Mathew (Tovino Thomas) commits a crime and police comes after him. They want him to be “punished” as opposed to facing the law and the one piece of information that will lead them to Mathew is the picture of a girl on his phone. Aparna (Aishwarya Lakshmi) is an aspiring actress and a struggling model. She and Mathew reunite and they try to rekindle the flame which died down with a betrayal.
Personally, what I liked about this film, its strong narrative and depth for the characters. Each and everyone has a setup for their presentation and Abu has worked on it well. From Salt and Pepper to 22 female Kottayam, Aashiq Abu has written strong female characters and Aparna stands out. Backed by Aiswarya’s effortless acting, she left a spark on-screen with her individuality adding a cherry to the cake. She is a dreamer and is independent in terms of making decisions. She lives away and makes money independently. She does a “genuine” screen-test where she speaks (in a calm yet rebellious manner) that she is better than most actresses and deserve a place in the industry, and is dismissive of Mathew whenever he comes into her life as she knows that he is too childish to be taken seriously. But at the same time she is not afraid of expressing her love to him. Aishwarya deserves all the accolades. Aashiq Abu has introduced the side of how women are treated in films along with rampant misogyny in society. From how the editor insisted on keeping a slow-mo shot of Sameera where her navel is revealed but Sameera politely asks him to remove it. The difference of opinion between the male gaze, men who are dissolved into their “sexy” woman vision aspect and feminists who shot an angry and embarrassed look while they make the rant. Aparna scowls at the men who insist on keeping the navel. Then Sameera herself falls into the arms of her religious fundamentalist brother and the independent women turn into a woman who is about to be “married” and chastised. That portion is presented in a disturbing yet satirical manner and highlights on how actions are done by men prompt other men to harm women. Yet Sameera manages to drop a word of advice or two for Aparna before her brother drags her away. The one message she gives, that hits you in the gut, is when she asks Aparna not to go to the hospital if she falls ill after becoming an actress. If the media finds, they might make into an ‘abortion’ story. It gives light into how actresses and independent women are perceived in a misogynist society, where women have to face double the heat for an activity that also involve men.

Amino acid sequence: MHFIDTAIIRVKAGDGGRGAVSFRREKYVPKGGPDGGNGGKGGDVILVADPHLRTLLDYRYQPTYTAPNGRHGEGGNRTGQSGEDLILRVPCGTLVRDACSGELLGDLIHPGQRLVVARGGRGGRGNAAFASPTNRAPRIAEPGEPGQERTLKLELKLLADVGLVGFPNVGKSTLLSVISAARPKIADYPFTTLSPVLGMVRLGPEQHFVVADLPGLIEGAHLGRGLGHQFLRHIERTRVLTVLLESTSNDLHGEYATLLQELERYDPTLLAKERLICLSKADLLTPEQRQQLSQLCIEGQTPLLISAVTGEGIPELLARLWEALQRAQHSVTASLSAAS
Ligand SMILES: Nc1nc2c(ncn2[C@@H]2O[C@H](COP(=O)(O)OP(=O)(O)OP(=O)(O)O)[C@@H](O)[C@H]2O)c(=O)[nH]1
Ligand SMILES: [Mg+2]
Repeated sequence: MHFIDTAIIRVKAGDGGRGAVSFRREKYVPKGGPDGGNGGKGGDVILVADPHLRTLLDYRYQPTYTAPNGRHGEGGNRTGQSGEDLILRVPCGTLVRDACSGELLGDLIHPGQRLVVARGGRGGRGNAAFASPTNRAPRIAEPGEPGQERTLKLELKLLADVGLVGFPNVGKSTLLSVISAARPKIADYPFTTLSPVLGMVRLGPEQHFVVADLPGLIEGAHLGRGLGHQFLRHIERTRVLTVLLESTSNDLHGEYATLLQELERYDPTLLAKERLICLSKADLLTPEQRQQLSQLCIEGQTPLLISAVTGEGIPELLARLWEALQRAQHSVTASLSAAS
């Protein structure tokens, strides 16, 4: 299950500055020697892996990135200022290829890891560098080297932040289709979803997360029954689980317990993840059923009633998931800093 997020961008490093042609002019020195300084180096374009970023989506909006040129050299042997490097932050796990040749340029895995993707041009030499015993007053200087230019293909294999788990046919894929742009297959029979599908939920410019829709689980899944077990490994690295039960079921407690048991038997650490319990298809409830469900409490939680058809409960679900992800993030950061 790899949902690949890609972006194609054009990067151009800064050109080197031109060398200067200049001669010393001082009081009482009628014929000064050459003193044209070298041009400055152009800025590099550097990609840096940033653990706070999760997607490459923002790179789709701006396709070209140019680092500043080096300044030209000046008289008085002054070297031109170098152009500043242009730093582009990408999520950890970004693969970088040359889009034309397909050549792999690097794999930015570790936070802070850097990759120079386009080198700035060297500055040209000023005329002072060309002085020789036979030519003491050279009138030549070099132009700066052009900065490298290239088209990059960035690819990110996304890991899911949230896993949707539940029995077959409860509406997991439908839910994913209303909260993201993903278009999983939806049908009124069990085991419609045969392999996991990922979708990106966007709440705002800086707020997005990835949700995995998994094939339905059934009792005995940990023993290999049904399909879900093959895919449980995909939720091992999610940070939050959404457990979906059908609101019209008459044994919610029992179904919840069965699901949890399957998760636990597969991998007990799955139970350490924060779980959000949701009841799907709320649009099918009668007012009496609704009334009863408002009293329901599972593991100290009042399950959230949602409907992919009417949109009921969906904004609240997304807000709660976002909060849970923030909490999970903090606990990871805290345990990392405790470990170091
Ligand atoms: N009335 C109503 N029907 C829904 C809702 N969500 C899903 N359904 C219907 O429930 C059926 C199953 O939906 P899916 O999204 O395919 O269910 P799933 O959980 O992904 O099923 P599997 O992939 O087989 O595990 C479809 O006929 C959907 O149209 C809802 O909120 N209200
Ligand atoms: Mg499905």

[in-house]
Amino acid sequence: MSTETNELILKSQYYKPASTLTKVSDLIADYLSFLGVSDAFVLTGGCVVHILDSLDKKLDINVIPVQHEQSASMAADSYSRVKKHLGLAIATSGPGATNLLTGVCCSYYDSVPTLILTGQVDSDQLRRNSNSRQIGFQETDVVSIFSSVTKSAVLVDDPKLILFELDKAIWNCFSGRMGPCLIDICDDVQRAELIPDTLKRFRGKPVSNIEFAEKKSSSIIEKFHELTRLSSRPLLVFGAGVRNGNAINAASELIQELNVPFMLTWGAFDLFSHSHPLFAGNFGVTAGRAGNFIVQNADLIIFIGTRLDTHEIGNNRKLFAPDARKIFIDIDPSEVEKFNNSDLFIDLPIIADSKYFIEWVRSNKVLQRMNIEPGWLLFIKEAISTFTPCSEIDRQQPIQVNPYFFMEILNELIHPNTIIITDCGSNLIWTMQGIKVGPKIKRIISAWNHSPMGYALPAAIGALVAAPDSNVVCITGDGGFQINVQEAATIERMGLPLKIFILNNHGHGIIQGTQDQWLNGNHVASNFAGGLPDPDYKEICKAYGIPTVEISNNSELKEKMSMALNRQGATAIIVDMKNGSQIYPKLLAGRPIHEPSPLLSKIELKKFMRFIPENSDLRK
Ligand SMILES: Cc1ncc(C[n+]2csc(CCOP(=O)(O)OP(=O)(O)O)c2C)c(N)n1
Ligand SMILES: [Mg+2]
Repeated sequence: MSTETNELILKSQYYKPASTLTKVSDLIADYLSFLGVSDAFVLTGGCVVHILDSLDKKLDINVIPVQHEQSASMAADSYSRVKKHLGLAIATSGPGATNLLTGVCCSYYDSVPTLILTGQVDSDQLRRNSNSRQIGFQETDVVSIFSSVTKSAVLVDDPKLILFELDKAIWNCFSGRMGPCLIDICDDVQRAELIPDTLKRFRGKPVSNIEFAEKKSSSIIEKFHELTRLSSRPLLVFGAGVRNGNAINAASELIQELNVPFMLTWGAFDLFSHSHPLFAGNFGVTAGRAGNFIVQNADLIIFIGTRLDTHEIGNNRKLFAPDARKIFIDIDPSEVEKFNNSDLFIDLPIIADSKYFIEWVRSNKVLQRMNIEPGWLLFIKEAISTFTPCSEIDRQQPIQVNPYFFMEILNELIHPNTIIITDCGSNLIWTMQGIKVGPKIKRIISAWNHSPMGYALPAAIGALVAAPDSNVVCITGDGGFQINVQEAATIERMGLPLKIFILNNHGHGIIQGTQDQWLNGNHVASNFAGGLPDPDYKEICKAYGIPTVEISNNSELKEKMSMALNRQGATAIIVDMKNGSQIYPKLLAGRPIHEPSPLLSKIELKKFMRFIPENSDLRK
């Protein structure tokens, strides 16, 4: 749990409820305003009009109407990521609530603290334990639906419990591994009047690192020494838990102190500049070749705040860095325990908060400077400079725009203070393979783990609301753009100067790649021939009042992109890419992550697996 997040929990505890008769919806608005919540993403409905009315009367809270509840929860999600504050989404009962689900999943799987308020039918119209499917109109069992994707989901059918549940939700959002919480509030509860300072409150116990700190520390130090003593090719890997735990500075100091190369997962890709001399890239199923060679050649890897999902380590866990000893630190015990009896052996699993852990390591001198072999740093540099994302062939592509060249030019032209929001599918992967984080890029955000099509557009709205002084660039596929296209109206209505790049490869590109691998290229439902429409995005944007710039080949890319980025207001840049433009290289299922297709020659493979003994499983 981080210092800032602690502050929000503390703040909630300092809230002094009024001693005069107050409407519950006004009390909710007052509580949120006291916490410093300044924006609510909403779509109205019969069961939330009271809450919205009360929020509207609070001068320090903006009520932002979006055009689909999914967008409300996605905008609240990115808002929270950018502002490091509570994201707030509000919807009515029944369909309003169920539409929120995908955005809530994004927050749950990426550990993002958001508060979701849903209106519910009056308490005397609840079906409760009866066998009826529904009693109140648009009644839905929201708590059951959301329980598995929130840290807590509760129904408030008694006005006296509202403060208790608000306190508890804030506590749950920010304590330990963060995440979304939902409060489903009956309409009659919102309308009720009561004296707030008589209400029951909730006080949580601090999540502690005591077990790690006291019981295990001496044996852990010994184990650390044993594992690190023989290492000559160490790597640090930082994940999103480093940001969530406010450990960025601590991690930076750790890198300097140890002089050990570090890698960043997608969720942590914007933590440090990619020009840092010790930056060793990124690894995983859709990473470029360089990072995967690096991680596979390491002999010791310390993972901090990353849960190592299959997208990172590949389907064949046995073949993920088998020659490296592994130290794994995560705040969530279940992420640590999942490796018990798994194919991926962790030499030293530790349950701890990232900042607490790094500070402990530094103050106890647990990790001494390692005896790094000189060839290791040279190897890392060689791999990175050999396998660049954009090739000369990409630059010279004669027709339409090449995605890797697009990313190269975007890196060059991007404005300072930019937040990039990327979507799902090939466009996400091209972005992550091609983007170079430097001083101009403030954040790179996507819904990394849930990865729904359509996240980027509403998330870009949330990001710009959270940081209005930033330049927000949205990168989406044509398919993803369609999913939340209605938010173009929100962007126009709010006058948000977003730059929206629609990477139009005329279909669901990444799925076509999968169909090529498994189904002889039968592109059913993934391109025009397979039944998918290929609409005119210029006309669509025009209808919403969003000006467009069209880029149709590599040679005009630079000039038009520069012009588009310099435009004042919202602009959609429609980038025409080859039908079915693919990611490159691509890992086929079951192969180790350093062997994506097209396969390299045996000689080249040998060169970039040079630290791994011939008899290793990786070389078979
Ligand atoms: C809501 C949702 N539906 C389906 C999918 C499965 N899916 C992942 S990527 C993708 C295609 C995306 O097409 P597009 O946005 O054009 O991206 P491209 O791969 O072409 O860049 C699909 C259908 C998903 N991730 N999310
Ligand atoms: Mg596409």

I found the scene where her brother barges in and slaps her repulsive because it led to an applause in the theatre. Was it supposed to be funny?
The romantic aspect of the story is depicted in a non-cliched manner. Mathew loved Aparna unconditionally, perhaps he was ready to take the fall for her sake. The love scenes are presented such that they go with the flow rather look “hot” or “sizzling” and does so without objectifying Aparna. In Fact, it is Aparna who has the hand there. The cinematographer and editor handled that aspect well and presented a modern day love story.
Mayanadhi is a flamboyant piece of art from the imagination of new generation director Aashiq Abu. I watched this film after listening to the long hype related to the same. Both fans and critics lauded the film for its steady flow of romance. To me, despite the cliches, Mayanadhi managed to deliver the kind of emotional context and is definitely one of the best Malayalam films of 2017.